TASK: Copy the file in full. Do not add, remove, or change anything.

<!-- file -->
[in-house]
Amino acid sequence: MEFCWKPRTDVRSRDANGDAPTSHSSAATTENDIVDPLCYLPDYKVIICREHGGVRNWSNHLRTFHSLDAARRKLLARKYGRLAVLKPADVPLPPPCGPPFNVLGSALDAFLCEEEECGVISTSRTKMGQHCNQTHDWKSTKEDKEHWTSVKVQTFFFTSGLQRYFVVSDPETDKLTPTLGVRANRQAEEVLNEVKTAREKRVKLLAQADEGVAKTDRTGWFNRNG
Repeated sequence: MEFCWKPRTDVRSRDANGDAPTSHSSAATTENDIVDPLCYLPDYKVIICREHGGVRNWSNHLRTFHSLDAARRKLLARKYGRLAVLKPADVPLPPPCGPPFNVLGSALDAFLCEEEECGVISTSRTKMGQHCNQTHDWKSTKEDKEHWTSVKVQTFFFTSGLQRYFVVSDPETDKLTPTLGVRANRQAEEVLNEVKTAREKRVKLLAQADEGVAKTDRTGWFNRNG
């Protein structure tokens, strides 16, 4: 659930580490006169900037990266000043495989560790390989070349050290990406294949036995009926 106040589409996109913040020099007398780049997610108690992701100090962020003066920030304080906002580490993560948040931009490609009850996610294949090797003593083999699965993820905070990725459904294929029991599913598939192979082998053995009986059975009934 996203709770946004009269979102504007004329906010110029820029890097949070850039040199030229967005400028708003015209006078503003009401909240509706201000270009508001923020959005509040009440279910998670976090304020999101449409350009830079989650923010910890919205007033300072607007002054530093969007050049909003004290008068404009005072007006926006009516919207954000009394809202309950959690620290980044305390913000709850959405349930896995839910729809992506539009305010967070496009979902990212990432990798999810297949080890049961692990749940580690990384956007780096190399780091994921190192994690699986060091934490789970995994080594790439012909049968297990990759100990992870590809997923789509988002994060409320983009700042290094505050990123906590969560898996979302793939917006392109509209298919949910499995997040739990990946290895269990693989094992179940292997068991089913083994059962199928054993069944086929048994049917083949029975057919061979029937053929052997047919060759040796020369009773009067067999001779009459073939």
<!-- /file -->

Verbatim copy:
[in-house]
Amino acid sequence: MEFCWKPRTDVRSRDANGDAPTSHSSAATTENDIVDPLCYLPDYKVIICREHGGVRNWSNHLRTFHSLDAARRKLLARKYGRLAVLKPADVPLPPPCGPPFNVLGSALDAFLCEEEECGVISTSRTKMGQHCNQTHDWKSTKEDKEHWTSVKVQTFFFTSGLQRYFVVSDPETDKLTPTLGVRANRQAEEVLNEVKTAREKRVKLLAQADEGVAKTDRTGWFNRNG
Repeated sequence: MEFCWKPRTDVRSRDANGDAPTSHSSAATTENDIVDPLCYLPDYKVIICREHGGVRNWSNHLRTFHSLDAARRKLLARKYGRLAVLKPADVPLPPPCGPPFNVLGSALDAFLCEEEECGVISTSRTKMGQHCNQTHDWKSTKEDKEHWTSVKVQTFFFTSGLQRYFVVSDPETDKLTPTLGVRANRQAEEVLNEVKTAREKRVKLLAQADEGVAKTDRTGWFNRNG
């Protein structure tokens, strides 16, 4: 659930580490006169900037990266000043495989560790390989070349050290990406294949036995009926 106040589409996109913040020099007398780049997610108690992701100090962020003066920030304080906002580490993560948040931009490609009850996610294949090797003593083999699965993820905070990725459904294929029991599913598939192979082998053995009986059975009934 996203709770946004009269979102504007004329906010110029820029890097949070850039040199030229967005400028708003015209006078503003009401909240509706201000270009508001923020959005509040009440279910998670976090304020999101449409350009830079989650923010910890919205007033300072607007002054530093969007050049909003004290008068404009005072007006926006009516919207954000009394809202309950959690620290980044305390913000709850959405349930896995839910729809992506539009305010967070496009979902990212990432990798999810297949080890049961692990749940580690990384956007780096190399780091994921190192994690699986060091934490789970995994080594790439012909049968297990990759100990992870590809997923789509988002994060409320983009700042290094505050990123906590969560898996979302793939917006392109509209298919949910499995997040739990990946290895269990693989094992179940292997068991089913083994059962199928054993069944086929048994049917083949029975057919061979029937053929052997047919060759040796020369009773009067067999001779009459073939």